Independently however of its utility, the Hebrew is entitled to our attention, as an object of literature. rent stock of other languages, it opens the most ample materials for a clear discovery of the origin of terms and the etymology of words. * Its structure is admirable. language of great uniformity and simplicity; and is at once singularly concise, forcible, and majestic. Strength appears to be its characteristic ; but it is a strength, by no means void of manly beauty. Besides the graceful dignity, with which it is distinguished, it possesses in many instances a neatness, purity, and precision in the sententious manner, which ape not excelled in any other language.

Add to this, that the ancient Hebrew books contain some fine metaphors and striking allegories ; and thus unite, in their composition, all the recommendations of the sublime and beautiful.

Although we are not well qualified to judge of the rhythm and harmony of the Hebrew language, yet the learned and ingenious investigations of Bishop Hare on this subject have proved, that its poetry was constructed with great regard to syllabic metre and graceful modulation. + Its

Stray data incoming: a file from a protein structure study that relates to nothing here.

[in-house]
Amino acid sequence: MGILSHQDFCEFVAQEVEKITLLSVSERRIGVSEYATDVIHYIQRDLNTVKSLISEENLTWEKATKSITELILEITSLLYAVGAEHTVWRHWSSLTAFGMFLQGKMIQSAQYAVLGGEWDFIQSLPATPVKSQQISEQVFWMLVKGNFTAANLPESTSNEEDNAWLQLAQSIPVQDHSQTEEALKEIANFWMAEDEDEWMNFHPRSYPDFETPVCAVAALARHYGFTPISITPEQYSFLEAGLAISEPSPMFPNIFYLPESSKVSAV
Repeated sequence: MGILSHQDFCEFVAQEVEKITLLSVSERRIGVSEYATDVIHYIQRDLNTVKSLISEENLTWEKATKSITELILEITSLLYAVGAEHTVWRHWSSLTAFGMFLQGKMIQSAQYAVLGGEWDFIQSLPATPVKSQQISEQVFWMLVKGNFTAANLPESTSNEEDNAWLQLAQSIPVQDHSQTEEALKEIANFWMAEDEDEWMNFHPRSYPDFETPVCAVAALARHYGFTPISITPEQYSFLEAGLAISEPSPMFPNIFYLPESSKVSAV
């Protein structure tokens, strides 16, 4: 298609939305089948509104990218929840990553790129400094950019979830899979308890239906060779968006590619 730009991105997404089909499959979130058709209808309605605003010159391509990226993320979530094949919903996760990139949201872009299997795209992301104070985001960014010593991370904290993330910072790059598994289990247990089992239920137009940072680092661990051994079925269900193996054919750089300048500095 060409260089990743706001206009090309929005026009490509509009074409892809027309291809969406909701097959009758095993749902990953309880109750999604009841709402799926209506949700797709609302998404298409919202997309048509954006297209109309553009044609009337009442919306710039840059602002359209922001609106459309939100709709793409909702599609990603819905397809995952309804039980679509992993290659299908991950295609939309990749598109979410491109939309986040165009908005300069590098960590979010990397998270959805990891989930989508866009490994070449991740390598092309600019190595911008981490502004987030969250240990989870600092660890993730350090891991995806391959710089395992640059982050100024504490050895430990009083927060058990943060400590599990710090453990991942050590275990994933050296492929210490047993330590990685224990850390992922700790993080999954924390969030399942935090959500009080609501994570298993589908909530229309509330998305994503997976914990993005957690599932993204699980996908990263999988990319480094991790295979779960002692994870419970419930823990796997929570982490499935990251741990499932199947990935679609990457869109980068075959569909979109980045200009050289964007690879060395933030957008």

* The learned George Sharre makes this remark, after a variety of profound investigations into the origin of languages ; « I would not mislead the reader into a persuasion that the Hebrew of the Old Testament is the unvaried language of our first parents. I mean no more, whenever I speak of the Hebrew as A FIRST LANGUAGE, than this, that it was the general language of men at the dispersion, and, however it might have been improved and altered from the first speech of our first parents, it was the original of all the languages, or almost all the languages, or rather dialects, that have since arisen in the world.” Page 23.